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Multiplexed RNA structure characterization with selective 2'-hydroxyl acylation analyzed by primer extension sequencing (SHAPE-Seq)

Lucks, Julius B. and Mortimer, Stefanie A. and Trapnell, Cole and Luo, Shujun and Aviran, Sharon and Schroth, Gary P. and Pachter, Lior and Doudna, Jennifer A. and Arkin, Adam P. (2011) Multiplexed RNA structure characterization with selective 2'-hydroxyl acylation analyzed by primer extension sequencing (SHAPE-Seq). Proceedings of the National Academy of Sciences of the United States of America, 108 (27). pp. 11063-11068. ISSN 0027-8424. PMCID PMC3131332. https://resolver.caltech.edu/CaltechAUTHORS:20170306-104204159

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Abstract

New regulatory roles continue to emerge for both natural and engineered noncoding RNAs, many of which have specific secondary and tertiary structures essential to their function. Thus there is a growing need to develop technologies that enable rapid characterization of structural features within complex RNA populations. We have developed a high-throughput technique, SHAPE-Seq, that can simultaneously measure quantitative, single nucleotide-resolution secondary and tertiary structural information for hundreds of RNA molecules of arbitrary sequence. SHAPE-Seq combines selective 2′-hydroxyl acylation analyzed by primer extension (SHAPE) chemistry with multiplexed paired-end deep sequencing of primer extension products. This generates millions of sequencing reads, which are then analyzed using a fully automated data analysis pipeline, based on a rigorous maximum likelihood model of the SHAPE-Seq experiment. We demonstrate the ability of SHAPE-Seq to accurately infer secondary and tertiary structural information, detect subtle conformational changes due to single nucleotide point mutations, and simultaneously measure the structures of a complex pool of different RNA molecules. SHAPE-Seq thus represents a powerful step toward making the study of RNA secondary and tertiary structures high throughput and accessible to a wide array of scientific pursuits, from fundamental biological investigations to engineering RNA for synthetic biological systems.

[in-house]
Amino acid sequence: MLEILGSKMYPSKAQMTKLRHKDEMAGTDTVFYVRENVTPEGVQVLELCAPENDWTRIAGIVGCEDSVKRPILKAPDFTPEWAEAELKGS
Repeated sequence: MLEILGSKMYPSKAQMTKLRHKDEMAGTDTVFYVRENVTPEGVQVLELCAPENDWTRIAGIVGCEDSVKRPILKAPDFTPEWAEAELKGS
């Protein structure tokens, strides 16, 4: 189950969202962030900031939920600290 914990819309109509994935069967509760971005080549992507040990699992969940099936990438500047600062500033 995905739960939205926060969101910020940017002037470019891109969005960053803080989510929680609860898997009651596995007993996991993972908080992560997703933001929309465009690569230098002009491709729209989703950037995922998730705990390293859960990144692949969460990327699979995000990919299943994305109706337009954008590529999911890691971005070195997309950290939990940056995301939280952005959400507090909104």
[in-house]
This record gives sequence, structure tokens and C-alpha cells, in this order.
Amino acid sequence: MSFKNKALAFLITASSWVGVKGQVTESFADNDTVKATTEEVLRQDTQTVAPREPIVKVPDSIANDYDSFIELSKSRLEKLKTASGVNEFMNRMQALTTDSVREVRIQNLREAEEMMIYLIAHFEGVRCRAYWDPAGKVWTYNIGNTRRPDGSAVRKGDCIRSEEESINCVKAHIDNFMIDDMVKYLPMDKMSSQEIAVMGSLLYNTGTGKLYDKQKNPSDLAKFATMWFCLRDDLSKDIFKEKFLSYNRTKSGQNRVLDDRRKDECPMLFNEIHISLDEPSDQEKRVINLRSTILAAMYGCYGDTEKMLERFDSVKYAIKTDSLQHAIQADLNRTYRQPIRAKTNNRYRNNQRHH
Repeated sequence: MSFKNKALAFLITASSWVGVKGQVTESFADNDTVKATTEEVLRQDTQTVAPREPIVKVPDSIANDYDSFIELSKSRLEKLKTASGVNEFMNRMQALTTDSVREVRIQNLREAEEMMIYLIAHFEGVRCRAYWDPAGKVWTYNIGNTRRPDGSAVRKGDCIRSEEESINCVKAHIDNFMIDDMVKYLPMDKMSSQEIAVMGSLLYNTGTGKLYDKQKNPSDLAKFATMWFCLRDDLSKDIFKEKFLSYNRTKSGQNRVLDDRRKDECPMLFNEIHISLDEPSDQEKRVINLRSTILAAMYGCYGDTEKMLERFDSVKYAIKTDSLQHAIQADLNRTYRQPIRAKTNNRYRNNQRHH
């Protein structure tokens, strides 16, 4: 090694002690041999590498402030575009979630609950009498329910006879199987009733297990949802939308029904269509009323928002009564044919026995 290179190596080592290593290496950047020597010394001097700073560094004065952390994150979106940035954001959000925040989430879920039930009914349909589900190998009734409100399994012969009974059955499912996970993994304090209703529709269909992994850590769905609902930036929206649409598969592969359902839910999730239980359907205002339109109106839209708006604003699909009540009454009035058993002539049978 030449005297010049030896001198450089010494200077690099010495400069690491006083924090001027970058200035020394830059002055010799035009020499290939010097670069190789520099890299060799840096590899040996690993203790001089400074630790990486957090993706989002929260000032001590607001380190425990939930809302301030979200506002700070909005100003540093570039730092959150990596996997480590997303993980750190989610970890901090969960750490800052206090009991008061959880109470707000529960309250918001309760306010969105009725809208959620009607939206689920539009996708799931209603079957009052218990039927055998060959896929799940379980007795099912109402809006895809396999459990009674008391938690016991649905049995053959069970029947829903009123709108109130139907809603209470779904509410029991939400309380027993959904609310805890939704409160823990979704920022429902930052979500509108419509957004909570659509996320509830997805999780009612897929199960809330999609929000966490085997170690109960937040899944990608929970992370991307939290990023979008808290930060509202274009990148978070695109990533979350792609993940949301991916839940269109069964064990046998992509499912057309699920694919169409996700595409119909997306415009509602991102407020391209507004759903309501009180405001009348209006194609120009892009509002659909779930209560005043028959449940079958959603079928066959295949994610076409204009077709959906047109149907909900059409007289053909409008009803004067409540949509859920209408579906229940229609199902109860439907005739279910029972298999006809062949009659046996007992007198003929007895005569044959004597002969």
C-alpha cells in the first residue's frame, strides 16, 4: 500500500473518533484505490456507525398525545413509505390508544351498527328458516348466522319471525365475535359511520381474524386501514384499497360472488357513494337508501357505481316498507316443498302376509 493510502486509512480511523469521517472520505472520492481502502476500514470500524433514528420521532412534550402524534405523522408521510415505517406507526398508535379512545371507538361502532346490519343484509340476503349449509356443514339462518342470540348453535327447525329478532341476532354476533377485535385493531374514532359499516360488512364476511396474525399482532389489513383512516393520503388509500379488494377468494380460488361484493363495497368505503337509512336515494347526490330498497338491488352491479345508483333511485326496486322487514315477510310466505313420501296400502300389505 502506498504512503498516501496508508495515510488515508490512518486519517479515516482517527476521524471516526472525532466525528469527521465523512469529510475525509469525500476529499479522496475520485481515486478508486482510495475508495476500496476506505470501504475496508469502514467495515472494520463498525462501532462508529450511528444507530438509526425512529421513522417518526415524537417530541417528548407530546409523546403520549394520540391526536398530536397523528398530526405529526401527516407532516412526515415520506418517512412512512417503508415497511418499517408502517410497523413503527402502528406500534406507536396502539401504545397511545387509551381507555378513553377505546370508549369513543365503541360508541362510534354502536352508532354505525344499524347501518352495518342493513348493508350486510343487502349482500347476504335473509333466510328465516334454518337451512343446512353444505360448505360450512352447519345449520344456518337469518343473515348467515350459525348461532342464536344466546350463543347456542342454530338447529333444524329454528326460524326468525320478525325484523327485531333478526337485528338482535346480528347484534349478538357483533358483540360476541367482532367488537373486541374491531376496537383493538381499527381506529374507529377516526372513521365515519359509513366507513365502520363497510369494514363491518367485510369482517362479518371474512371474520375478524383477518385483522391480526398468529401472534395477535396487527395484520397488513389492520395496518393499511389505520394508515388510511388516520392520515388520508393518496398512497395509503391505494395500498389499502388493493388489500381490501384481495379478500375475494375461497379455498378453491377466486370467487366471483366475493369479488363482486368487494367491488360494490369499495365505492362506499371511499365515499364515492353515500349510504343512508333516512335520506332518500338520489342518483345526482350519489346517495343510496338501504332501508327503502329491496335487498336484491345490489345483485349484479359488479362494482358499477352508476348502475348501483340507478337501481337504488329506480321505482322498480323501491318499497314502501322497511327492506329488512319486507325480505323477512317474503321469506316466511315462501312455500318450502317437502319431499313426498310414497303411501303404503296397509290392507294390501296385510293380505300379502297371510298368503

Item Type:Article
Related URLs:
URLURL TypeDescription
https://dx.doi.org/10.1073/pnas.1106501108DOIArticle
http://www.pnas.org/content/108/27/11063.abstractPublisherArticle
https://www.ncbi.nlm.nih.gov/pmc/articles/PMC3131332/PubMed CentralArticle
http://www.pnas.org/content/108/27/11063/suppl/DCSupplementalPublisherSupporting Information
ORCID:
AuthorORCID
Pachter, Lior0000-0002-9164-6231
Additional Information:© 2011 National Academy of Sciences. Freely available online through the PNAS open access option. Contributed by Jennifer A. Doudna, May 1, 2011 (sent for review February 9, 2011) The authors thank Michael Eisen, Jacqueline Villalta, Oh Kyu Yoon, Leath Tonkin, Devin Scannell, Jennifer Kuehl, and Keith Keller for advice and assistance. We thank Rhiju Das for insightful reading of the manuscript. We also thank Phil Homan (University of North Carolina, Chapel Hill, NC) and Kevin Weeks (University of North Carolina, Chapel Hill, NC) for the generous gift of 1M7. J.A.D. is a Howard Hughes Medical Institute (HHMI) Investigator, and this work was supported in part by the HHMI. S.A.M. is a fellow of the Leukemia and Lymphoma Society. A.P.A., J.B.L., and S.A. acknowledge support from the Synthetic Biology Engineering Research Center under National Science Foundation Grant 04-570/0540879. J.B.L. and L.P. thank the Miller Institute for financial support, and a stimulating environment in which this work was conceived. Author contributions: J.B.L., S.A.M., C.T., S.L., S.A., G.P.S., L.P., J.A.D., and A.P.A. designed research; J.B.L., S.A.M., C.T., S.L., and S.A. performed research; J.B.L., S.A.M., C.T., S.L., and S.A. contributed new reagents/analytic tools; J.B.L., S.A.M., C.T., S.L., S.A., and L.P. analyzed data; and J.B.L., S.A.M., C.T., S.L., S.A., G.P.S., L.P., J.A.D., and A.P.A. wrote the paper. This article contains supporting information online at www.pnas.org/lookup/suppl/doi:10.1073/pnas.1106501108/-/DCSupplemental. The authors declare no conflict of interest.
Funders:
Funding AgencyGrant Number
Howard Hughes Medical Institute (HHMI)UNSPECIFIED
Leukemia and Lymphoma SocietyUNSPECIFIED
NSF04-570/0540879
Miller Institute for Basic Research in ScienceUNSPECIFIED
Subject Keywords:chemical probing; RNA sequencing; RNA folding genomics
Issue or Number:27
PubMed Central ID:PMC3131332
Record Number:CaltechAUTHORS:20170306-104204159
Persistent URL:https://resolver.caltech.edu/CaltechAUTHORS:20170306-104204159
Official Citation:Julius B. Lucks, Stefanie A. Mortimer, Cole Trapnell, Shujun Luo, Sharon Aviran, Gary P. Schroth, Lior Pachter, Jennifer A. Doudna, and Adam P. Arkin Multiplexed RNA structure characterization with selective 2′-hydroxyl acylation analyzed by primer extension sequencing (SHAPE-Seq) PNAS 2011 108 (27) 11063-11068; published ahead of print June 3, 2011, doi:10.1073/pnas.1106501108
Usage Policy:No commercial reproduction, distribution, display or performance rights in this work are provided.
ID Code:74778
Collection:CaltechAUTHORS
Deposited By: George Porter
Deposited On:06 Mar 2017 18:52
Last Modified:24 Feb 2020 10:30

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